Why I didn't ask my oldest friend to be a bridesmaid

It was 1988 when I met the world's skinniest, baddest eight-year-old - Leroy Brown if he were a brainy, white, second grade girl wearing Keds. We were like soda and fries the second we met. Chrissy had a puff of bangs on top of her head like a bird's nest fashioned into a hat; I was a freckled, fuzz-headed kid born with boobs. We sat in the back of the bus, anchored the back of every line and were up to undercover hijinks wherever we went. Chrissy was that kid who knew all the more obscure cuss words and who thought up stuff like mixing ketchup with milk just to see how gross it tasted. She could burp. Me, I was the egger-onner, ever the straight man to her endless antics.

Once, we snuck out during a sleepover to smear the neighbor's car with butter. We slathered it from hood to tires and ran back to my house with greased hands peppered with dirt. As we relished our deed, we remembered butter is a great medium for fingerprints and figured the FBI would be on to us. We'd spend our lives in jail! What about high school!? So we snuck out again and washed the car. That's pretty much the story of our friendship. Shenanigans, reparations, legends.

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You'll just have to trust me we kicked ass and took names. Well. We took names.

High school was no different. We figured out how to steal beer and get boys to drive us around. There was the devastating summer when Chrissy was in California for two months when the gang just sat around, making out and talking about when Chrissy would be back. There was her blonde phase when every guy we knew lined up to trade one-liners with her, which she trumped. Always. My mother was always skeptical of Chrissy, as hers was of me. But what can you do?

By college, Chrissy got engaged to a mutual friend and I was secured for bridesmaid duties three years in advance of the event. When the wedding finally came, she snuck a few dirty jokes in as we waited to proceed into the chapel. Nothing changes. We'll always be eight years old when it comes to her flawless delivery of an over-the-top joke and my endless amusement, miles of white silk and tulle be damned. She's the Laurel, I'm the Hardy. Chrissy gets me like no one else. When I'm convinced this world hates me, and sometimes it does, that is still the girl who I can count on to tell me, "Everyone has their issues and no one's life is perfect, but all people see is the perfect and decide to be jealous and hate." Then she adds, "fuck that bitch". She says what I can't.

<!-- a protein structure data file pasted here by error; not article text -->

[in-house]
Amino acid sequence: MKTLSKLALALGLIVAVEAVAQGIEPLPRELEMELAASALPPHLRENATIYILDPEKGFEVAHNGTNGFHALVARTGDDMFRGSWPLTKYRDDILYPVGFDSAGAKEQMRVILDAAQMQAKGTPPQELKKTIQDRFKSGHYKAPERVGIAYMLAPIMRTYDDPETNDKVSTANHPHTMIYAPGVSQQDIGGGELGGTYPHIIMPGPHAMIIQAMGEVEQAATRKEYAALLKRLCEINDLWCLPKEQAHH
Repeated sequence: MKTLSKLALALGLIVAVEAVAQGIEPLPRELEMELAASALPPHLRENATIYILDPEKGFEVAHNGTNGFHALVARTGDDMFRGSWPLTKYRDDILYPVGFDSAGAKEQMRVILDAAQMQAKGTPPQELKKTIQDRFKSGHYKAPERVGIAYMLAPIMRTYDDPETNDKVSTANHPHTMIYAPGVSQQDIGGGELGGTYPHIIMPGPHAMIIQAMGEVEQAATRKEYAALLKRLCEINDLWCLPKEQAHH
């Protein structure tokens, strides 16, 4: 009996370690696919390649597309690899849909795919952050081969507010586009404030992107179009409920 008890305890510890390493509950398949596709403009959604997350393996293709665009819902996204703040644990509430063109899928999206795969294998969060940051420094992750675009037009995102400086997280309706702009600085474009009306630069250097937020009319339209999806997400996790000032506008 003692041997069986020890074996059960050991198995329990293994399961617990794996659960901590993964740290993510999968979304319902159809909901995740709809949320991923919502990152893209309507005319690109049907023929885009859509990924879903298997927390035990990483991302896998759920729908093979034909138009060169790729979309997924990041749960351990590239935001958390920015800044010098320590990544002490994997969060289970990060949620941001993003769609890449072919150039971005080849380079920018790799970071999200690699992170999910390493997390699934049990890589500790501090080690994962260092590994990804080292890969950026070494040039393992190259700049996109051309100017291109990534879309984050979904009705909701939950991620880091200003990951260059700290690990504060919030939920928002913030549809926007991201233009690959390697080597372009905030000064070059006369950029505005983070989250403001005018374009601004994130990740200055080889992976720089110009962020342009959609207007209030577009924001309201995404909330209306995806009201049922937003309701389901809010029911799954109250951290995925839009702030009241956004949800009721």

Chrissy was married years before me. I managed to fit another life stage between college and marriage, loosely called Functioning Alcoholism and Urban Debauchery. Eventually I met a decent guy (Hi, Niko!) and started wedding planning myself.

So why didn't I ask Chrissy to stand up in my wedding?

I've thought about this and regretted it since my wedding day. I don't know why. At the time when I was planning, I didn't want to ask anyone out of state because I didn't want them to feel obligated. I didn't want Chrissy to be burdened by me. I didn't want to put her out or cost her money. It was a little like a bro code my brother-in-law has with his four best friends: no birthday gifts and they always hire movers. I didn't want to be needy. I didn't want to be heavy. Not that Chrissy would disappoint me, but what if she did have other obligations? How would I recover from that? I just didn't want to set it up like I expected some big thing. I was chill. No prob. No worries.

Yet every time I walk past my wedding picture in the hallway, I wish that bony bitch was in there.

I love you, Chrissy.

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UPDATE - This just in from Chrissy on my Facebook page:

"We were some kind of awesome, still are. This post made me smile until my face hurt. Let the public record show that I was never in the least bit offended you didn't ask me to be in your wedding. You found an amazing husband and I was more than happy to be a guest. Great, now "Be Our Guest" is stuck in my head. I love all the different directions our friendship has taken us and I wouldn't change a thing!"
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Filed under: Memory Lane

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